|"Abide with Me"|
The hymn set to "Eventide"
|Text||by Henry Francis Lyte|
|Based on||Luke 24:29|
|Meter||10 10 10 10|
"Abide with Me" is a Christian hymn by Scottish Anglican Henry Francis Lyte most often sung to English composer William Henry Monk's tune entitled Eventide. It was written in Crossabeg, County Wexford, Ireland, in Artramon House.
The author of the hymn, Henry Francis Lyte, was an Anglican minister and vicar of All Saints' Church in Brixham, England. He was a curate in County Wexford for three years - from 1815 to 1818. For most of his life Lyte suffered from poor health, and he would regularly travel abroad for relief, as was the tradition in that day. According to a plaque erected in his memory in Taghmon Church, he preached frequently in Killurin Church, about nine miles from there. During that time the rector of Killurin Parish, the Reverend Abraham Swanne, was a lasting influence on Lyte's life and ministry.
There is some controversy to the exact dating of the text to "Abide with Me." An article in The Spectator, Oct. 3, 1925, says that Lyte composed the hymn in 1820 while visiting a dying friend. It was related that Francis was staying with the Hore family in County Wexford and had visited an old friend, William Augustus Le Hunte, who was dying. As Francis sat with the dying man, William kept repeating the phrase 'Abide With Me...' 'Abide with Me...' After leaving William's bedside Francis Lyte wrote the hymn and gave a copy of it to William's family.
The belief is that when Lyte felt his own end approaching twenty-seven years later as he developed tuberculosis and, at the age of 54, he thought then of the lines he had written so many years before in County Wexford. The Biblical link for the hymn is Luke 24:29 where the disciples asked Jesus to abide with them for it is toward evening and the day is spent... using his friend's more personal phrasing 'Abide with Me', Lyte composed the hymns. His daughter, Anna Maria Maxwell Hogg, recounts the story of how "Abide with Me" came out of that context.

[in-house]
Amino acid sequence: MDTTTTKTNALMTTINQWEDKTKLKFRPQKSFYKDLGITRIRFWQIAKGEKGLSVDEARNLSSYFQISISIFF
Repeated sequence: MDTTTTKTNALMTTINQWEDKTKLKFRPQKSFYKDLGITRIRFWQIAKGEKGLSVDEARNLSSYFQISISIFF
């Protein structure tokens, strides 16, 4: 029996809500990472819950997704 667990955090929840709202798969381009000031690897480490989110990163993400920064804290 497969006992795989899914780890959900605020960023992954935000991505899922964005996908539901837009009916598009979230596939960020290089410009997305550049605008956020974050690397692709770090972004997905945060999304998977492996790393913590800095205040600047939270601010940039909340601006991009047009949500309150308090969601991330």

The summer was passing away, and the month of September (that month in which he was once more to quit his native land) arrived, and each day seemed to have a special value as being one day nearer his departure. His family were surprised and almost alarmed at his announcing his intention of preaching once more to his people. His weakness and the possible danger attending the effort, were urged to prevent it, but in vain. "It was better", as he used to say often playfully, when in comparative health, "to wear out than to rust out". He felt that he should be enabled to fulfil his wish, and feared not for the result. His expectation was well founded. He did preach, and amid the breathless attention of his hearers, gave them a sermon on the Holy Communion. . . . In the evening of the same day he placed in the hands of a near and dear relative the little hymn, "Abide with Me", with an air of his own composing, adapted to the words.
Just weeks later in Nice, then in the Kingdom of Sardinia, Henry Lyte died. It was November 20th, 1847. The hymn was sung for the very first time at Lyte's funeral. Special thanksgiving services to mark Francis Henry Lyte's bi-centenary were held in Taghmon and Killurin churches. Both churches are in Wexford and Kilscoran Union of Parishes.